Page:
Changing up the pitch mix: What’s worked for the Colorado Rockies

DENVER, COLORADO - AUGUST 01: Starting pitcher Kyle Freeland #21 of the Colorado Rockies throws in the first inning against the San Diego Padres at Coors Field on August 01, 2020 in Denver, Colorado. (Photo by Matthew Stockman/Getty Images)
DENVER, COLORADO - AUGUST 01: Starting pitcher Kyle Freeland #21 of the Colorado Rockies throws in the first inning against the San Diego Padres at Coors Field on August 01, 2020 in Denver, Colorado. (Photo by Matthew Stockman/Getty Images) /
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Antonio Senzatela of the Colorado Rockies
Antonio Senzatela of the Colorado Rockies /

Statistical observations from the change in pitch mix

It’s hard to doubt that the move away from fastballs in favor of more offspeed pitches has been a negative for the starters as a whole. Every pitcher has seen improvement in their park adjusted stats (ERA- and FIP-) and those stats as a whole show that so far it’s working well. So what should we expect the rest of the way?

As a whole, the staff has seen their K% increase from 18.8% to 19.6%. This has been driven mostly by increases from Marquez (24.3% to 30.7%) and Senzatela (13.1% to 19.4%). We’ll likely see Marquez’s K% drop a couple points while Senzatela’s will probably hover around that number as his 2019 rate seems to be an outlier. If you’re thinking about why the staff’s increase in K% isn’t higher given the increases from those two, that’s because Gray’s numbers have dropped from 23.5% to 10.6%. Freeland’s K% of 15.7% isn’t too far from his career norm, but there may be room for improvement. As a staff, this rate shouldn’t drop much.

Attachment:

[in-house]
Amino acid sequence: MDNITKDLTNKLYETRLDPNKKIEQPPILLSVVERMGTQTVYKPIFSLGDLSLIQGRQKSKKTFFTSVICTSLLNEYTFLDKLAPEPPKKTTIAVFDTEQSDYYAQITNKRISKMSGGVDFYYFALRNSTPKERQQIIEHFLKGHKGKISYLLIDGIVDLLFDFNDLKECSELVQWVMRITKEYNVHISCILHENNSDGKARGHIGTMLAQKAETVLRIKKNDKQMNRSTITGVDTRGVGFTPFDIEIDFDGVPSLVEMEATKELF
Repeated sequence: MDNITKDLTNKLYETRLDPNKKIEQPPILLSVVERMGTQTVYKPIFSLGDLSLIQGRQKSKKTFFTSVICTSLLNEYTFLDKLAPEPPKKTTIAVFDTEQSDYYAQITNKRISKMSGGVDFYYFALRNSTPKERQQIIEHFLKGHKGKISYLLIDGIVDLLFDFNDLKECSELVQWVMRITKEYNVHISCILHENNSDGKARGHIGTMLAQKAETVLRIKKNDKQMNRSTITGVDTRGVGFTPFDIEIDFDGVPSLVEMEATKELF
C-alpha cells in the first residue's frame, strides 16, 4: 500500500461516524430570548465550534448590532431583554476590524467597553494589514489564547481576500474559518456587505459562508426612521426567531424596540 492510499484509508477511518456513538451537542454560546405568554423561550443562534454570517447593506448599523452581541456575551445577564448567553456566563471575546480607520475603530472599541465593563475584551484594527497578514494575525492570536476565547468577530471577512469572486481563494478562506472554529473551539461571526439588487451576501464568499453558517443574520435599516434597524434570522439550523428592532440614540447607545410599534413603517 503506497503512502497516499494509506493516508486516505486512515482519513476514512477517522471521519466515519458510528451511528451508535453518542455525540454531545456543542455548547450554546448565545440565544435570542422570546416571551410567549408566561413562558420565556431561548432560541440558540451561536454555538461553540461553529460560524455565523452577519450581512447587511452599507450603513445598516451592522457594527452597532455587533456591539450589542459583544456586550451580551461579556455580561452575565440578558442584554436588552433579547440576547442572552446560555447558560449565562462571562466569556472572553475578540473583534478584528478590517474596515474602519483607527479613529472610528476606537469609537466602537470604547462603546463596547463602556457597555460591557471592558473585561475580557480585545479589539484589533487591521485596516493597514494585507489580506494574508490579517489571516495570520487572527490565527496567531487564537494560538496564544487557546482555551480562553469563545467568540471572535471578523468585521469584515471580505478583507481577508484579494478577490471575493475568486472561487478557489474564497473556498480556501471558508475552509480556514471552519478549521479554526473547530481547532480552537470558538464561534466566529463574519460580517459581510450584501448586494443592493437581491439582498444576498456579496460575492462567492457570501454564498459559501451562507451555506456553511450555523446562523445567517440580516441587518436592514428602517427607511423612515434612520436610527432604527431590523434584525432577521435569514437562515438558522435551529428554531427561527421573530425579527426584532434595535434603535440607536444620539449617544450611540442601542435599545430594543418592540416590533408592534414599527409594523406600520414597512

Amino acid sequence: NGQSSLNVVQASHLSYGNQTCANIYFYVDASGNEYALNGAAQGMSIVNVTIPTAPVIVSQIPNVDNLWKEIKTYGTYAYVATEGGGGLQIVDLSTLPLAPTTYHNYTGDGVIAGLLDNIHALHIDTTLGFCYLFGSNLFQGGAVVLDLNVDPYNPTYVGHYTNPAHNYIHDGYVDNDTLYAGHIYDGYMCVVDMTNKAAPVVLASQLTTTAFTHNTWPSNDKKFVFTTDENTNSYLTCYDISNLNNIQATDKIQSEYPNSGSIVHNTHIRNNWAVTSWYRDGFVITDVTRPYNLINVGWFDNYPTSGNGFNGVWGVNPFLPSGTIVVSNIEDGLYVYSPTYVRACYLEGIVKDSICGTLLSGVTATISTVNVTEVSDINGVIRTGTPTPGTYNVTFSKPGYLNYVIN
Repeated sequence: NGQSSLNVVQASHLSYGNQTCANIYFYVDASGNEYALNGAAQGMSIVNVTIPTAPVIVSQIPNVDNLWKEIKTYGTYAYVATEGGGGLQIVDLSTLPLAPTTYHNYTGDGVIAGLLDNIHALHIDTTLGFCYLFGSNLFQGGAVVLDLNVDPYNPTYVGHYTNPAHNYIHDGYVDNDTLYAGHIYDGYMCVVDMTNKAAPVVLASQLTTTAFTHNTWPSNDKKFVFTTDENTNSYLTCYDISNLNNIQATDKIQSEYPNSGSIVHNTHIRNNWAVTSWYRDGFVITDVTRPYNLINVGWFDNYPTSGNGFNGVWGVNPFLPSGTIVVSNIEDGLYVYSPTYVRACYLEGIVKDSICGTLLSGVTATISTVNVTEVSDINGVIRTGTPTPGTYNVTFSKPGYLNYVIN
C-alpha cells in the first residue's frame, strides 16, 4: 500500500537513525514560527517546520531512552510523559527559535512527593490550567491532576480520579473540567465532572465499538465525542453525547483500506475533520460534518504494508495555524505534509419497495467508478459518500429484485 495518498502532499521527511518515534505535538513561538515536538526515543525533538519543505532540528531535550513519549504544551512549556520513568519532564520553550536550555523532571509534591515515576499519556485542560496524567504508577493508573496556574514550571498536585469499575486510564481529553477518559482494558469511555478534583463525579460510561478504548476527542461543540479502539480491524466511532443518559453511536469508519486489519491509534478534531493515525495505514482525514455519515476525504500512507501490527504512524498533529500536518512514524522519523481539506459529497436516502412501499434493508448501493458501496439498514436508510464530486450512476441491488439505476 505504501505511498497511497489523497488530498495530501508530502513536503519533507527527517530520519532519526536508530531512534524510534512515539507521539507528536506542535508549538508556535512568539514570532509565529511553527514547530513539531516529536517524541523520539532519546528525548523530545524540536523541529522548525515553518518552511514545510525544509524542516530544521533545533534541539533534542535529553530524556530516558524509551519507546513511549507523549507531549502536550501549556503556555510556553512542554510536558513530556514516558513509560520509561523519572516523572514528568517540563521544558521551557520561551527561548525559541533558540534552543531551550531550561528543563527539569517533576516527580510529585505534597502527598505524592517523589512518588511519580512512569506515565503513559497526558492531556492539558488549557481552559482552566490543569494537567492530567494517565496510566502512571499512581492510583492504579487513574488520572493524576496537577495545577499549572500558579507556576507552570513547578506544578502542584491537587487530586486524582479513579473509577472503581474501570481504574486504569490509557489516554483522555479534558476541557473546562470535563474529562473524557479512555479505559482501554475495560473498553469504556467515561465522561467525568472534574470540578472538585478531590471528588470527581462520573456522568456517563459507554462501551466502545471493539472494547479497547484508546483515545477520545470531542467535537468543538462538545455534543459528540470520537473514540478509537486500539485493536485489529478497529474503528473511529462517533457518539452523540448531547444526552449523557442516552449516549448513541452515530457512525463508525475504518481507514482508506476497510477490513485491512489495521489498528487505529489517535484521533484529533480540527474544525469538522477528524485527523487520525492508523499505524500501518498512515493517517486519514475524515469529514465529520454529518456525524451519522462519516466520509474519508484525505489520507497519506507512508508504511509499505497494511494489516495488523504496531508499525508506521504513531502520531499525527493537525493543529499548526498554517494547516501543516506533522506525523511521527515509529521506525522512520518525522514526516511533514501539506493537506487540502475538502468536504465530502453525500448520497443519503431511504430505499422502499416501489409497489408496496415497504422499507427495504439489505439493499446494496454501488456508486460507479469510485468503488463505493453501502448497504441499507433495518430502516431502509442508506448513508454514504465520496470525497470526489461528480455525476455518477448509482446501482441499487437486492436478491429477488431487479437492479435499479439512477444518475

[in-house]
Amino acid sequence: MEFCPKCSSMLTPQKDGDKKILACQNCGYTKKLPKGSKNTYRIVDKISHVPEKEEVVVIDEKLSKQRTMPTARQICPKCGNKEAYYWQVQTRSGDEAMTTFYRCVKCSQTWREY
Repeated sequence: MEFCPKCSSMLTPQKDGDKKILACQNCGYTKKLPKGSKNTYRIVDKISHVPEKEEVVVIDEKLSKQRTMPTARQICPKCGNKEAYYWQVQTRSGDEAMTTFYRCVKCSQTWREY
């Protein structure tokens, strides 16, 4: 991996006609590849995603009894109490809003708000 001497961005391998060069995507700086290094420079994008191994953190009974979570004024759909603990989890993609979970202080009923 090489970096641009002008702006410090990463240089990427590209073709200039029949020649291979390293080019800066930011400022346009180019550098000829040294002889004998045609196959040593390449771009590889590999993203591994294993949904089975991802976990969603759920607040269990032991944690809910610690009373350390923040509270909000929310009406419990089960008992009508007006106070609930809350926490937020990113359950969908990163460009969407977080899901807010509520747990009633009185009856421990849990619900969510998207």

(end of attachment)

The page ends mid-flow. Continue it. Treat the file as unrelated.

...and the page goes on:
There’s going to be some regression, though. The staff has been overperforming to a degree and a couple stats that point to this are their BABIP (Batting Average on Balls In Play) and Hard Hit Percentage.

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For BABIP, the staff has a combined for a number of .232. That’s the second-best in MLB with only the Twins posting a better number. What it suggests is that the Rockies have had an element of luck on balls in play. A lot of that is a result of defensive superiority from guys like Nolan Arenado, Trevor Story, and David Dahl. That shouldn’t be a shock to anyone. But it’s an improvement from the last three years which saw BABIPs of .313, .297, and .305. The best BABIP in the past few years by starters was .265 by the Braves in 2018, so we should expect negative regression there.

Rockies starters are also getting hit surprisingly hard given the results they’re putting up. Their current Hard Hit Percentage of 45.8% ranks as the third-highest in the Majors behind only the Diamondbacks and Rays. Thankfully for the Rockies, a large amount of batted balls have resulted in ground balls (47.6%, seventh-best in the Majors). And a high Hard Hit Percentage doesn’t always equate to bad performance, but it doesn’t exactly help things either. The three teams with the highest hard hit percentage last year (Angels, Giants, Diamondbacks) ranked 30th, 22nd, and 13th in ERA-, respectively. If the Rockies keep getting groundballs, they’ll be fine.

Another stat to keep an eye on is the Rockies current HR per Fly Ball rate of 9.3%. That number is crazy low. The best number put up in recent years is 10.3% by the Cardinals starters in 2018. For the Rockies, we saw rates of 15.7% in 2017 and 13.9% in 2018, so we know numbers close to that should result in playoff caliber pitching. What we don’t want to see happen is a rate of 20.8%, which we saw in 2019. That’s unlikely to happen again, but what these numbers show us is that the Rockies’ change in pitch mix has resulted in less hard contact on fly balls, which is a very good thing.

We should expect it to increase from where it’s at, but it shouldn’t get to 2019 levels where we want to bash our heads in after yet another three-run home run that puts the Rockies in an 8-0 hole in the 3rd inning.

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